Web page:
For security reasons, the IRS mails this notice to each recipient’s last known address within 15 days after the payment goes out. Don’t discard this notice, as you may need it when your 2020 tax return is prepared. The economic impact payment is actually an advance payment of a refundable tax credit based upon your 2020 tax return. In order to get the money into people’s hands during the time of the greatest need, these payments generally were made based upon each individual’s 2019 return, or in some cases their 2018 return.Continue reading →
Due to the COVID-19 emergency, the IRS provided taxpayers with an automatic three-month extension to July 15 to file their 2019 tax returns and pay the 2019 tax, among other tax actions normally due on April 15. So, with July 15th fast approaching, it is important to understand that the day is more than just the deadline for filing your 2019 tax return. It is also the deadline for other things tax. Here is a rundown.Continue reading →
On March 13, 2020 the President issued an emergency disaster declaration under the Stafford Act as a result of the coronavirus disease pandemic. The disaster area covers all 50 states, the District of Columbia, and five U.S. Territories. As a result, and as was done in the past in the wake of major disasters, including Hurricanes Katrina, Sandy, Harvey and Maria, the IRS is providing special relief that allows employees to donate their unused paid vacation, sick leave, and personal leave time to COVID-19 relief efforts.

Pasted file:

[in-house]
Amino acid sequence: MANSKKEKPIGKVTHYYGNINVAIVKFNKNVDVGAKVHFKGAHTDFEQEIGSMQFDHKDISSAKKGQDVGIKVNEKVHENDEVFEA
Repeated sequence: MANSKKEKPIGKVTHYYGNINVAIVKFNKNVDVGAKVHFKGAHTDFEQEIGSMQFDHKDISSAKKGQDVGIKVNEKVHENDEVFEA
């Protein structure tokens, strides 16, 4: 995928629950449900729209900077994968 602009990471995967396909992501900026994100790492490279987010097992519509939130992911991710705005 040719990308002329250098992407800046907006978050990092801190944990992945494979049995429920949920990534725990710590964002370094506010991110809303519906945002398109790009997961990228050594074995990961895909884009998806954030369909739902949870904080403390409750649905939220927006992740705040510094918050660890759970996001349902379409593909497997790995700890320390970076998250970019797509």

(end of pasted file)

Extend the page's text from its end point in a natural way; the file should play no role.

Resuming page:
Here is how it works: if your employer is participating, you can relinquish any unused and paid vacation time, sick leave and personal leave for cash payments which your employer will donate to COVID-19 relief charitable organizations. The cash payment will not be treated as wages to you and your employer can deduct the amount donated as a business expense. However, since the income isn’t taxable to you, you will not be allowed to claim the donation as a charitable deduction on your tax return. Even so, excluding income is often worth more as tax savings than a potential tax deduction, especially if you generally claim the standard deduction* or you are subject to AGI-based limitations.Continue reading →
Some refer to it as “creative accounting” or just “a little fudging here and there,” but if your tax return is missing some income that should have been reported or includes overstated deductions, regardless of whether you prepared your own return or had it prepared, you are the one who is ultimately responsible. If you get caught, there can be very unpleasant consequences – including substantial monetary penalties and the possibility of jail time for blatant cases.Continue reading →
COVID-19 has had an unprecedented impact on all aspects of American businesses, but perhaps none have been as severely affected as small business owners. Surviving this disaster will require more than just time: you will need to take a pragmatic view of what has happened and what steps you are willing and able to take in order to bounce back. Here are our suggestions:Continue reading →
If you had filed either your 2019 or 2018 return before the direct deposits were issued, you should already have the money in the bank, UNLESS: Watch the video for details.Continue reading →